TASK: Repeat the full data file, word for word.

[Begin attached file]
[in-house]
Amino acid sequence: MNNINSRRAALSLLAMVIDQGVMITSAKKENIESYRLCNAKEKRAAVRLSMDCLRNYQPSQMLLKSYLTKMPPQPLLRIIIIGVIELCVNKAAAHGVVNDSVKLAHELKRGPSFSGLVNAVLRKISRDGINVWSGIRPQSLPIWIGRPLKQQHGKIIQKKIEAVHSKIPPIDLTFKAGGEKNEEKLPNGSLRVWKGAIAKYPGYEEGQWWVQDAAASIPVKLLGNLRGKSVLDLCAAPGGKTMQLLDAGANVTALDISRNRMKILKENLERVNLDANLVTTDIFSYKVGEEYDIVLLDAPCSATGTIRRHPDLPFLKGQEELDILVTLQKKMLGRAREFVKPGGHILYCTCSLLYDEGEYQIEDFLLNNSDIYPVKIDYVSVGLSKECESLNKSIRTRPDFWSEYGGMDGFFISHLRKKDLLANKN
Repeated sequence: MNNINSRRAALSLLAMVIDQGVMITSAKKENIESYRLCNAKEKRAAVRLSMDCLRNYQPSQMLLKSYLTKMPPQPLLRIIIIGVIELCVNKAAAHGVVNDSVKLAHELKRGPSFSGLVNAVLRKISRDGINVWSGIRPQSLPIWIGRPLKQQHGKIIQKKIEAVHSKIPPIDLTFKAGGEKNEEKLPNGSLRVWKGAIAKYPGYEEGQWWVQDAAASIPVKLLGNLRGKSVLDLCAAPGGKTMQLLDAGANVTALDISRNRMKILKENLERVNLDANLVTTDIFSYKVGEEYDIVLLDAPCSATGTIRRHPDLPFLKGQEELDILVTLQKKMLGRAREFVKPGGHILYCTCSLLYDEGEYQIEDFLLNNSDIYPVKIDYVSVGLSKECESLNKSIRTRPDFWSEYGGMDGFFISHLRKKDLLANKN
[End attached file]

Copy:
[in-house]
Amino acid sequence: MNNINSRRAALSLLAMVIDQGVMITSAKKENIESYRLCNAKEKRAAVRLSMDCLRNYQPSQMLLKSYLTKMPPQPLLRIIIIGVIELCVNKAAAHGVVNDSVKLAHELKRGPSFSGLVNAVLRKISRDGINVWSGIRPQSLPIWIGRPLKQQHGKIIQKKIEAVHSKIPPIDLTFKAGGEKNEEKLPNGSLRVWKGAIAKYPGYEEGQWWVQDAAASIPVKLLGNLRGKSVLDLCAAPGGKTMQLLDAGANVTALDISRNRMKILKENLERVNLDANLVTTDIFSYKVGEEYDIVLLDAPCSATGTIRRHPDLPFLKGQEELDILVTLQKKMLGRAREFVKPGGHILYCTCSLLYDEGEYQIEDFLLNNSDIYPVKIDYVSVGLSKECESLNKSIRTRPDFWSEYGGMDGFFISHLRKKDLLANKN
Repeated sequence: MNNINSRRAALSLLAMVIDQGVMITSAKKENIESYRLCNAKEKRAAVRLSMDCLRNYQPSQMLLKSYLTKMPPQPLLRIIIIGVIELCVNKAAAHGVVNDSVKLAHELKRGPSFSGLVNAVLRKISRDGINVWSGIRPQSLPIWIGRPLKQQHGKIIQKKIEAVHSKIPPIDLTFKAGGEKNEEKLPNGSLRVWKGAIAKYPGYEEGQWWVQDAAASIPVKLLGNLRGKSVLDLCAAPGGKTMQLLDAGANVTALDISRNRMKILKENLERVNLDANLVTTDIFSYKVGEEYDIVLLDAPCSATGTIRRHPDLPFLKGQEELDILVTLQKKMLGRAREFVKPGGHILYCTCSLLYDEGEYQIEDFLLNNSDIYPVKIDYVSVGLSKECESLNKSIRTRPDFWSEYGGMDGFFISHLRKKDLLANKN